I finished Lone Survivor two nights ago. I enjoyed it, and Byrne did a good job of condensing an authentic survival horror into a 2D space without losing atmosphere or psychological weirdness. I feel less AND more strongly about my earlier criticism. As you get further into the game, the SH references stop flowing so thick, which is good. However, there are a few (the item sound) that are always there, and they just stick out more and more as the rest of the game comes into its own. I appreciate nods but I just wish he’d gone his own direction, as the game is good enough to stand on its own.
(Coincidentally it does a LOT of things we did in Shattered Memories, which Byrne had not played at the time he made Lone Survivor.)
While the game is good and Twin Peaksy throughout, I feel in the end it is TOO ambiguous. I read in some interviews yesterday that the goal was really to make the player want to replay the game to see what else he missed, and to fully understand the story after two, or even three, cycles. A very noble goal, but this ambiguity (again in my opinion people) hurts that goal in two ways.
First, gameplay wise. The game never tells you what you should be done–obviously intentional, and obviously used to good effect. It’s survival, and if tutorials keep saying “Eat the Orange to recover 4 health points, 2 stamina points, and 4 water” well… that’s stupid. However, if I replay the game, I sure as hell want to know what I should do differently. There is an end-game tally screen that alludes to some stuff, but I’m still left in the dark on a lot of it. Am I supposed to starve until I can pull together a decent meal? Should I not be sleeping? No idea. And it would suck to replay the whole game just to get the same ending.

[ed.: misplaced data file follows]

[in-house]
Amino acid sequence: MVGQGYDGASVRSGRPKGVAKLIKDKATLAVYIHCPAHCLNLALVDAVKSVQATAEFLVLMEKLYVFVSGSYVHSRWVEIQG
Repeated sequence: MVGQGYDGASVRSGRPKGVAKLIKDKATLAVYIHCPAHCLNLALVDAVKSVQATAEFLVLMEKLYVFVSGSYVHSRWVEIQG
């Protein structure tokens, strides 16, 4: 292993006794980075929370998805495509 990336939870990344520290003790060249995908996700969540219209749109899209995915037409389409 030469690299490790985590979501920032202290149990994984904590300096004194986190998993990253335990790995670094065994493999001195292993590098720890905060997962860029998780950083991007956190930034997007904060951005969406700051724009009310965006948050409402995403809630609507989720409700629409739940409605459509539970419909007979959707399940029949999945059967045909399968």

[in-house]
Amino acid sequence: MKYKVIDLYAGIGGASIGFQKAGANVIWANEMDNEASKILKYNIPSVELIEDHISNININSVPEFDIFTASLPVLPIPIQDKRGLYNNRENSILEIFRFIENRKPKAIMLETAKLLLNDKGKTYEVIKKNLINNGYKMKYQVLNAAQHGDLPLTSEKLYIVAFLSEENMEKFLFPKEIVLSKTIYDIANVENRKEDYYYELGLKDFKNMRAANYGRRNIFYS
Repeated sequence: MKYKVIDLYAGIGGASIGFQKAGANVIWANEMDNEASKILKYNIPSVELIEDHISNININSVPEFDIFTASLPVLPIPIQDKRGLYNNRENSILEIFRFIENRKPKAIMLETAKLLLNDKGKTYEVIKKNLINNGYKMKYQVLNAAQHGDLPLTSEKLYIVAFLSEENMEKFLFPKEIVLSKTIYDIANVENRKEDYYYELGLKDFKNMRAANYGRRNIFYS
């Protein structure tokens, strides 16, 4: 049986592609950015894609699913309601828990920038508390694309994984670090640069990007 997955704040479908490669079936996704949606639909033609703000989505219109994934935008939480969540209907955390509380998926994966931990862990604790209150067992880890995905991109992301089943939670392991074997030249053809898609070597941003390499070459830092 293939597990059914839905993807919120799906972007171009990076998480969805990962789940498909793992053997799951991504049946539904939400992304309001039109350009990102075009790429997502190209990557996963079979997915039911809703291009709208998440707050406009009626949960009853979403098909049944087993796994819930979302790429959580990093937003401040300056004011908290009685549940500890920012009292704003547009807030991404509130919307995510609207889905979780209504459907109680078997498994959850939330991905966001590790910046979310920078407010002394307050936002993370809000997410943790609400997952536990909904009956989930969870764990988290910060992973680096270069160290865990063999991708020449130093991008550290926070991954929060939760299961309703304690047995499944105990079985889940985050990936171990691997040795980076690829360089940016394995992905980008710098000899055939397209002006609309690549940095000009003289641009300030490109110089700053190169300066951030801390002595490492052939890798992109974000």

Second, story wise. In the end, all the ambiguity left me to “figure out” the story in my own head, using my own life experiences and the game moments that resonated with me (again – good! and intentional, according to those interviews). However, at a certain point don’t we want to know what the author wanted us to know/learn/feel? Yes, of course–thus the idea of replays. However, the story I got was SO sparse, that it just seems like a lot of effort to do that. I don’t have hanging loose ends to wonder about. There are characters I never met, so I don’t know I’m missing out on them. “My” version of the story is complete and coherant in my mind… Byrne’s seems so distant and convoluted (from my point of reference–not in reality) that it’s hard to get motivated for that replay. If there are 3 potential tracks through… Byrne would have been better served to tease each one for all players, so there is something left unresolved in each playthrough, I think.
Then again, I’ve heard Byrne is not a big fan of SH:SM. It’s possible we are both standing on opposite ends of essentially similar game experiences, partial to our own visions
Please don’t take this to mean I don’t like Lone Survivor. I very much enjoyed playing it, and it has a ton of very good ideas and is clever. He handles the “flow” of fear very well, throwing in some weird moments to make you smile. It’s also delightfully retro in sensibility, mixing Japanese console and PC adventure together in a pleasing way. Fans of horror, adventure games, or indie storytelling should check it out.